...Positive Psychology An Introduction Martin E. P. Seligman Mihaly Csikszentmihalyi A science of positive subjective experience, positive individual traits, and positive institutions promises to improve quali~.' of life and prevent the pathologies that arise when life is barren and meaningless. The exclusive focus on pathology that has dominated so much of our discipline results in a model of the human being lacking the positive features that make life worth living. Hope, wisdom, creativity, future mindedness, courage, spirituality, responsibility, and perseverance are ignored or explained as transformations of more authentic negative impulses. The 15 articles in this millennial issue of the American Psychologist discuss such issues as what enables happiness, the effects of autonomy and self-regulation, how optimism and hope affect health, what constitutes wisdom, and how talent and creativity come to fruition. The authors outline a framework .['or a science of positive psychology, point to gaps in our knowledge, and predict that the next century will see a science and profession that will come to understand and build the factors that allow individuals, communities, and societies to flourish. E ntering a new millennium, Americans face a historical choice. Left alone on the pinnacle of economic and political leadership, the United States can continue to increase its material wealth while ignoring the human needs of its people and those of the rest of......

Words: 8985 - Pages: 36

Education & Philosophy

...through in learning; going from curiosity, through exploration, into making mistakes and learning from them. We need to let it happen. We as adults need to hold the safe and loving space around them that creates the feeling of freedom that allows all this real learning to happen. We also need to help them understand themselves. One result of understanding themselves, amongst the many others stated already is that they begin to recognize their passions. Their passions need to guide them into their vocations. A career followed without love for it, is imprisonment. Imprisonment leads to pain and conflict. Hence, we need to help children find those things that make them “flow” and have the kind of “optimal experiences” described by Mihaly Csikszentmihalyi (1990), in which they are one with what they are learning, in which they experience wholeness and joy. That needs to be the basis for defining a vocation and a career. A child at play is in a state of “flow”. When playing, children are wholly present, exploring with every last cell of their bodies, being present, losing sense of time, feeling no pain, hunger or thirst. They are as alive as we know them to be. Play needs to be at the heart of education that is significant to life. That is where children start experiencing “flow” and learning what it means to truly love something they do. In such an education, the teacher is not passing on knowledge to a child. As Gibran (1971, 17) said so impact fully, “You may give them......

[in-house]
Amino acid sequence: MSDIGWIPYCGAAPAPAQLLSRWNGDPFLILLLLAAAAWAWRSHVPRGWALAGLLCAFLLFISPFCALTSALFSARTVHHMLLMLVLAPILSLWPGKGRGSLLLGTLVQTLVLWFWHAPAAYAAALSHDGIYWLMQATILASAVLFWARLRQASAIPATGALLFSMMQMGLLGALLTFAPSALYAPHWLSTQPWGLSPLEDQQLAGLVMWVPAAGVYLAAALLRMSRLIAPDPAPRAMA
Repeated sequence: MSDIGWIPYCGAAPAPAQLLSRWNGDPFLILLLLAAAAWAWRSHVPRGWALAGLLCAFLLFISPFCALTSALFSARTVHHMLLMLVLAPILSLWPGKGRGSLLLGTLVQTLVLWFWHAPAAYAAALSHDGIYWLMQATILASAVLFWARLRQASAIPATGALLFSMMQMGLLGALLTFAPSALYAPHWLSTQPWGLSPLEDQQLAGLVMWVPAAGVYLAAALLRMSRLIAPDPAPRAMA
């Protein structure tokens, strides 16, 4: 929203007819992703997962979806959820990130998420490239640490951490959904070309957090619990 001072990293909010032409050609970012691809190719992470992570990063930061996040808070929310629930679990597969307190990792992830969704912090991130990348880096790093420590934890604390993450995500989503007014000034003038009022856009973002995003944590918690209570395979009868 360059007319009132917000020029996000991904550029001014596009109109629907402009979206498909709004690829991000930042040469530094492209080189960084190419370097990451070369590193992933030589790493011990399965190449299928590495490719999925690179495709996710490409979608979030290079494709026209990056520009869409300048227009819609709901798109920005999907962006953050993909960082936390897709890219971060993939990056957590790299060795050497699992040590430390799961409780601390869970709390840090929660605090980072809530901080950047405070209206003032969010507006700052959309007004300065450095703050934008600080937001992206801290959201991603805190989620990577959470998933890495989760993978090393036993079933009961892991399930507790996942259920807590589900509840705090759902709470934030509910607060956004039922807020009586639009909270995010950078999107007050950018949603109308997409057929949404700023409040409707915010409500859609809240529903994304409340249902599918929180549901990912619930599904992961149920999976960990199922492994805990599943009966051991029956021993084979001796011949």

Words: 2564 - Pages: 11

Designing the Experience

...interaction design. Based on the work of John Dewey, Mihalyi Csikszentmihalyi, and Richard Carlson, I identify two types of experience in user–product interactions: satisfying experiences and rich experiences. A satisfying experience is a process–driven act that is performed in a successful manner. A rich experience has a sense of immersive continuity and interaction, which may be made up of a series of satisfying experiences. Based on this definition, I identify a set of design principles with which to create products that evoke rich experiences. These principles are intended to encourage designers to think about how to create user–product interactions that suggest values and communicate meanings that enrich the quality of life. Narrative plays a key role in these design principles. Our series of life experiences form a narrative; the values that designers impart in an object form a narrative which is elaborated by a user to satisfy his specific needs. The interaction between an individual and a product is a juxtaposition of narratives. A rich user–product interaction forms a narrative that meshes with the series of experiences that make up one’s life story. It evokes an experience which becomes one of the extended experiences that shape our lives. 3 DESIGNING FOR EXPERIENCE: AN APPROACH TO HUMAN–CENTERED DESIGN CONTENTS I. Introduction II. What is Experience? John Dewey: Having an Experience Mihaly Csikszentmihalyi: The meaning of products Richard Carlson:......